Tuesday, March 25, 2008

Vajrayana Buddhism: The way of transformation

Like China (where Buddhism encountered Taoism), Tibet had its indigenous religion, called Bonpo, which included magical practices designed to appease the local spirits and deities. When the great Indian master Padmasambhava brought Buddhism from India to Tibet in the seventh century A.D., he first had to conquer the hostile spirits that resisted his efforts. Ultimately, these spirits were incorporated into Tibetan Buddhism as protectors and allies in an elaborate pantheon that included various Buddhas and dakinis (awakened women).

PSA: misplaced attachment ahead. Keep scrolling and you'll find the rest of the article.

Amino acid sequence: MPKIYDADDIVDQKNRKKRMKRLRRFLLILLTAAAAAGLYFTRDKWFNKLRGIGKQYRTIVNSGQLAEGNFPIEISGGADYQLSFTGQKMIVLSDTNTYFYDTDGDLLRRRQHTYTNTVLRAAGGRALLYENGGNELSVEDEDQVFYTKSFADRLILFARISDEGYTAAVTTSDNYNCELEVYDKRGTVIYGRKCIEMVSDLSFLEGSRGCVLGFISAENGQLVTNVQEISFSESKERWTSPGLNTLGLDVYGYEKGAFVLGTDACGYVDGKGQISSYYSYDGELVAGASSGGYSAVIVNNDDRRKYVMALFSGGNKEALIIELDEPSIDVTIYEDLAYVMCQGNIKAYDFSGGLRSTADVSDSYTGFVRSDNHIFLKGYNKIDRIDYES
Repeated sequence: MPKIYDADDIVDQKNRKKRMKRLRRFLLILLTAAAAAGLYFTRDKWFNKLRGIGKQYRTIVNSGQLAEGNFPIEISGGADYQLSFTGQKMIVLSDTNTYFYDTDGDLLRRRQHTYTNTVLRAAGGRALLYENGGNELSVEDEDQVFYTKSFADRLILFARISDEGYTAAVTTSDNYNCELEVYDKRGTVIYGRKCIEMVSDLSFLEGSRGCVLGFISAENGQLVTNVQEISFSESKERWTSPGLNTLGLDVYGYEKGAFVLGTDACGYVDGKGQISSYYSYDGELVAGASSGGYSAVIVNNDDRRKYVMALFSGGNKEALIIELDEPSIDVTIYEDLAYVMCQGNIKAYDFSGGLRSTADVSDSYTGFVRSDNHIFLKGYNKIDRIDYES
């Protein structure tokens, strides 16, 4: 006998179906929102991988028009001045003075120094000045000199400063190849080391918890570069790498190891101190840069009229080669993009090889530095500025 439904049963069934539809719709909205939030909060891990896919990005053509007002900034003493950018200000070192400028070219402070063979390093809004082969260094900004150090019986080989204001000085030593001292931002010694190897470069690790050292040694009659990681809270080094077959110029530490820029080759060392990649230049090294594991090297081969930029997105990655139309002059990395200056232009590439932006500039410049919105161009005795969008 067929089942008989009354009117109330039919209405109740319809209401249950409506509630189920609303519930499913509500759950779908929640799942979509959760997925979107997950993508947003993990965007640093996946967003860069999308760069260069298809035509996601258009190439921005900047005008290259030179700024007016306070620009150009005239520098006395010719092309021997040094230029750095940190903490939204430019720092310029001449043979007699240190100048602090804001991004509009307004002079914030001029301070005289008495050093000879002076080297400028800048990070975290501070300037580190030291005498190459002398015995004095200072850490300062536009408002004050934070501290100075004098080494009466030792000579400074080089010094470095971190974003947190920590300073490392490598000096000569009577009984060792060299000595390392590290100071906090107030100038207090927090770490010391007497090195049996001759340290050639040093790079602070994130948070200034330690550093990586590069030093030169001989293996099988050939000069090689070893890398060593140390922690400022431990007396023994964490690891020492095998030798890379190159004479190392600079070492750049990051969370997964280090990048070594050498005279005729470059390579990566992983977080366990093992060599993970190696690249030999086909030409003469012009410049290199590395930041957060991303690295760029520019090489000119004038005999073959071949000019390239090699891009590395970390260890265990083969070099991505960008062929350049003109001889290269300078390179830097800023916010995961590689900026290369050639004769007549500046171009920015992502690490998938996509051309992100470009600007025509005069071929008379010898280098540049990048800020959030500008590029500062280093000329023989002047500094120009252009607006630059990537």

Tibetan Buddhists believed that the historical Buddha taught simultaneously at different levels, depending on the needs and abilities of his disciples. The most advanced teachings, they said, were kept secret for centuries and ultimately conveyed to Tibet as the Vajrayana (“the diamond way”). In addition to traditional mindfulness meditation, this approach incorporated elements of Indian tantra and involved powerful practices for working with energy. Instead of eliminating negative emotions and mind-states like anger, greed, and fear, as traditional Buddhism recommends, the Vajrayana teaches practitioners how to transform negativity directly into wisdom and compassion. Meditation in Tibetan Buddhism also employs visualization — the active use of the imagination to invoke potent spiritual forces that fuel the process of spiritual realization.

No comments: